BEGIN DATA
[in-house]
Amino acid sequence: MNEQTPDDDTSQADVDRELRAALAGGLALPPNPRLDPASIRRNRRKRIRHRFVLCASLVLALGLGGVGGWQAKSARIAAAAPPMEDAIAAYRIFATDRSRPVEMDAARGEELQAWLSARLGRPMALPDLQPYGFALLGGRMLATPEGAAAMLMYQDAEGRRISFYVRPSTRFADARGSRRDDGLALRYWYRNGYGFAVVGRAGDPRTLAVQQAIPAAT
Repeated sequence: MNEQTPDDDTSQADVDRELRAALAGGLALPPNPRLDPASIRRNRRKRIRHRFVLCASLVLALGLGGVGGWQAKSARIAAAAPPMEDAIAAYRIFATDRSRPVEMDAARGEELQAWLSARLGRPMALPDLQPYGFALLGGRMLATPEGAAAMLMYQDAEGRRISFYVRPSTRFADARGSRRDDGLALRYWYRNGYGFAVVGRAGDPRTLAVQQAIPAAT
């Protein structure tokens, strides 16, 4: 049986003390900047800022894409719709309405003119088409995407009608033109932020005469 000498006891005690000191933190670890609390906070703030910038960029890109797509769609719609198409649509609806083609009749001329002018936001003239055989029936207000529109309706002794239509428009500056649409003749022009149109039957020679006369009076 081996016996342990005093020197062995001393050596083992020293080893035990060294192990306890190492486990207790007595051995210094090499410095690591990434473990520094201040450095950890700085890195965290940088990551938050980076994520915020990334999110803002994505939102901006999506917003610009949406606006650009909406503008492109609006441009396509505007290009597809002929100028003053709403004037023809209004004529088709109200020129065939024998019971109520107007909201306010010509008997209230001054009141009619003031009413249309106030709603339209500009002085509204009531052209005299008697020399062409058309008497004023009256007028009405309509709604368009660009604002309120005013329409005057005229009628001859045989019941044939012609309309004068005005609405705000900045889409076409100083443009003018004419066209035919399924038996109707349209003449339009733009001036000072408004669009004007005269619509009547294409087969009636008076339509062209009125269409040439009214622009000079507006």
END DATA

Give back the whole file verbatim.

[in-house]
Amino acid sequence: MNEQTPDDDTSQADVDRELRAALAGGLALPPNPRLDPASIRRNRRKRIRHRFVLCASLVLALGLGGVGGWQAKSARIAAAAPPMEDAIAAYRIFATDRSRPVEMDAARGEELQAWLSARLGRPMALPDLQPYGFALLGGRMLATPEGAAAMLMYQDAEGRRISFYVRPSTRFADARGSRRDDGLALRYWYRNGYGFAVVGRAGDPRTLAVQQAIPAAT
Repeated sequence: MNEQTPDDDTSQADVDRELRAALAGGLALPPNPRLDPASIRRNRRKRIRHRFVLCASLVLALGLGGVGGWQAKSARIAAAAPPMEDAIAAYRIFATDRSRPVEMDAARGEELQAWLSARLGRPMALPDLQPYGFALLGGRMLATPEGAAAMLMYQDAEGRRISFYVRPSTRFADARGSRRDDGLALRYWYRNGYGFAVVGRAGDPRTLAVQQAIPAAT
């Protein structure tokens, strides 16, 4: 049986003390900047800022894409719709309405003119088409995407009608033109932020005469 000498006891005690000191933190670890609390906070703030910038960029890109797509769609719609198409649509609806083609009749001329002018936001003239055989029936207000529109309706002794239509428009500056649409003749022009149109039957020679006369009076 081996016996342990005093020197062995001393050596083992020293080893035990060294192990306890190492486990207790007595051995210094090499410095690591990434473990520094201040450095950890700085890195965290940088990551938050980076994520915020990334999110803002994505939102901006999506917003610009949406606006650009909406503008492109609006441009396509505007290009597809002929100028003053709403004037023809209004004529088709109200020129065939024998019971109520107007909201306010010509008997209230001054009141009619003031009413249309106030709603339209500009002085509204009531052209005299008697020399062409058309008497004023009256007028009405309509709604368009660009604002309120005013329409005057005229009628001859045989019941044939012609309309004068005005609405705000900045889409076409100083443009003018004419066209035919399924038996109707349209003449339009733009001036000072408004669009004007005269619509009547294409087969009636008076339509062209009125269409040439009214622009000079507006």